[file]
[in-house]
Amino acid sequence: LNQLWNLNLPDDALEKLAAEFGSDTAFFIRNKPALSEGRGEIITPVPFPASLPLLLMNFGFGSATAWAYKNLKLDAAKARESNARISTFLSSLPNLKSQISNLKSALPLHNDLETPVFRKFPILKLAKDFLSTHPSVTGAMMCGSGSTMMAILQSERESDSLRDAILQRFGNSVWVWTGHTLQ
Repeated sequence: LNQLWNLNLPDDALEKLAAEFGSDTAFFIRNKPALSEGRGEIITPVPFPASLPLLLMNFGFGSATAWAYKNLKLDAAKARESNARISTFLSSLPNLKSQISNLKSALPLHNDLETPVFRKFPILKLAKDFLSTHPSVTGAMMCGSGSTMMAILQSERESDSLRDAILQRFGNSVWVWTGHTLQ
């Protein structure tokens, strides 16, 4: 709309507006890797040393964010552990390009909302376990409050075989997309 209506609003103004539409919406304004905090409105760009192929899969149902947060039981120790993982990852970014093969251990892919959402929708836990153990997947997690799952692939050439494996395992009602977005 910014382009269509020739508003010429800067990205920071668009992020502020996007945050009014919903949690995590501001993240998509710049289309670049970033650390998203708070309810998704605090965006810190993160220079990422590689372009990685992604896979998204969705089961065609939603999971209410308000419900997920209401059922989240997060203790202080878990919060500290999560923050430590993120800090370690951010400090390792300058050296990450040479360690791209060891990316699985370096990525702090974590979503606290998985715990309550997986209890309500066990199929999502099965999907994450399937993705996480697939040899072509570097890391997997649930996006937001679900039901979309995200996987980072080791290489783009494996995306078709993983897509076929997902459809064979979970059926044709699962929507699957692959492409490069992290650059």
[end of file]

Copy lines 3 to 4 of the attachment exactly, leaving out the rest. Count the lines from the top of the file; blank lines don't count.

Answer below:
Repeated sequence: LNQLWNLNLPDDALEKLAAEFGSDTAFFIRNKPALSEGRGEIITPVPFPASLPLLLMNFGFGSATAWAYKNLKLDAAKARESNARISTFLSSLPNLKSQISNLKSALPLHNDLETPVFRKFPILKLAKDFLSTHPSVTGAMMCGSGSTMMAILQSERESDSLRDAILQRFGNSVWVWTGHTLQ
């Protein structure tokens, strides 16, 4: 709309507006890797040393964010552990390009909302376990409050075989997309 209506609003103004539409919406304004905090409105760009192929899969149902947060039981120790993982990852970014093969251990892919959402929708836990153990997947997690799952692939050439494996395992009602977005 910014382009269509020739508003010429800067990205920071668009992020502020996007945050009014919903949690995590501001993240998509710049289309670049970033650390998203708070309810998704605090965006810190993160220079990422590689372009990685992604896979998204969705089961065609939603999971209410308000419900997920209401059922989240997060203790202080878990919060500290999560923050430590993120800090370690951010400090390792300058050296990450040479360690791209060891990316699985370096990525702090974590979503606290998985715990309550997986209890309500066990199929999502099965999907994450399937993705996480697939040899072509570097890391997997649930996006937001679900039901979309995200996987980072080791290489783009494996995306078709993983897509076929997902459809064979979970059926044709699962929507699957692959492409490069992290650059």